We understand what writing is with a pen, with a keyboard, but what is writing when we do it with sound? What can we convey about ideas, story, who we are only in sound? and what can those sounds inspire us to write in response?

Those are but some of our questions for this week, but one we’d like to plant deeper is, “What does it mean to be a digital writer?”

Virtual Bus Tour to the Vermont Young Writers Project

On this week’s virtual bus tour, we are spending some time on the site and the teen writers who publish there, of the Young Writers Project. YWP is based in Burlington Vermont, but is a community of young writers from around the world.

Kean University students will create account at YWP, explore it, and engage in a number of activities this week (see the details on the Bus Tour itinerary). These activities will include acquiring (aka recording), publishing, and editing audio.

Audio “Field” Recording

We are asking you this week to capture ambient sounds of the world around you, so you will need some way to record audio. You may have some kind of audio recording device, or you could try carrying your laptop around, but the best device is likely a smart phone.

Most phones come with some kind of audio recording app for doing voice memos. That should work fine. You might want to try other ones such as these free apps:

or any other one (there are hundreds, thousands it seems) you may already have or find.

The first challenge with smartphone recorded audio is getting it from your phone to a computer. If you cannot transfer it directly (or via iTunes for Apple devices) often the easiest method is old school emailing it to yourself.

The second challenge is dealing with the many different sound file formats phone record audio in. For editing purposes (see below) you would like to have your sound in AIFF, WAVE, or MP3 formats. You can find many web sites that convert sound files to different formats, such as https://cloudconvert.com/.

Keeping mind while recording that the volume of sounds you get decreases rapidly with distance, so sounds closer to you are louder. Try if possible to minimize distracting sounds (a television) and for the outdoors, conditions that are windy.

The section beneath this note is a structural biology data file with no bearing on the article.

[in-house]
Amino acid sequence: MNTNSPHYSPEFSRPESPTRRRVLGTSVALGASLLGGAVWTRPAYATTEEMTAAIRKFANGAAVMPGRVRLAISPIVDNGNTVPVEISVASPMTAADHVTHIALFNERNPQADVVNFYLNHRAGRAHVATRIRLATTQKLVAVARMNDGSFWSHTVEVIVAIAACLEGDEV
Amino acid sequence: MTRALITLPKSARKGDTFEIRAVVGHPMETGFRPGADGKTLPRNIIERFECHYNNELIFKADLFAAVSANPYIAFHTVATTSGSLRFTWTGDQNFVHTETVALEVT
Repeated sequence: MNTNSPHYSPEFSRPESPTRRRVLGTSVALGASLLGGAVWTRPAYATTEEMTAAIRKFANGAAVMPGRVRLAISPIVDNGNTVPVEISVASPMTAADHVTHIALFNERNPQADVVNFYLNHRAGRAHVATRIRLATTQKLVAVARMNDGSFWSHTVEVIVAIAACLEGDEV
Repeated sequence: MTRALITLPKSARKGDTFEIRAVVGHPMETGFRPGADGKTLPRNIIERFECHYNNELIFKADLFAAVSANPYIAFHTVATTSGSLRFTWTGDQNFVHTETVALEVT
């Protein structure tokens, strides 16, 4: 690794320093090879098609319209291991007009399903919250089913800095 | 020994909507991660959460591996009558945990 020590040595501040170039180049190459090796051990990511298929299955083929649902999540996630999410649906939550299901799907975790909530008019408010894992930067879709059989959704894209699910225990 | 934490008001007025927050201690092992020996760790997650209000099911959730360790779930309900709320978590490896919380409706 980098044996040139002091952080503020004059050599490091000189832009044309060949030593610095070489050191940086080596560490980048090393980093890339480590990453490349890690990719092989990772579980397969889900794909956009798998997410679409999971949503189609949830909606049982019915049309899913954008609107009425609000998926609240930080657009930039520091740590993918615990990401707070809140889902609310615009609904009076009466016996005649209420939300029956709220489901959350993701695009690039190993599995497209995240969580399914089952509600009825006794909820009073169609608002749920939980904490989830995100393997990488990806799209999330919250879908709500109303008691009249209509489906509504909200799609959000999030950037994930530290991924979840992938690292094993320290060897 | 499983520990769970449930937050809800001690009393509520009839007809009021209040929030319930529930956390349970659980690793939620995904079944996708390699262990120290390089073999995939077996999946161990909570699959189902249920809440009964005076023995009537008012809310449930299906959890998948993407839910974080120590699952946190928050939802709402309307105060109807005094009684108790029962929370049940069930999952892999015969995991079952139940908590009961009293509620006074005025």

When recording in public be respectful of people’s privacy; do not explicitly record their conversations. One technique you can do is to walk through a public place moving around quickly so you are not capturing any single conversation, Here is an example recorded at a discussion session at a workshop in Mexico, note how the voices overlap. The idea is to capture a sense of the total soundscape of a public place.

Experiment with combinations of distance from sources and variety of sounds for how to capture sounds that give a sense of place.

Editing Audio with Audacity

For our audio editing project we strongly suggest using the open source (meaning free) software Audacity. Audacity allows you to import, record, layer sounds, edit them by copy/paste like you do with text, add special effects, and export to the mp3 file format, the most usable form to share.

For Kean students, make sure you download and install the Audacity software onto your computer before class Wednesday.

There is one tricky detail, and that is installing an additional piece of software that allows you to export sound to MP3 file format (do not laugh but it is called “LAME” 😉

Audacity has many features in it, so it may be confusing at first. The main things we want to do this week is learn how to import sounds, how to record, how to do basic edits, and how to export audacity projects into sound files you can share.

You can find gobs of Audacity tutorials out there (we recommend the ones on the Audacity site); so here is my gob:

We will conduct a live demo in class to get you started becoming an audio alchemist.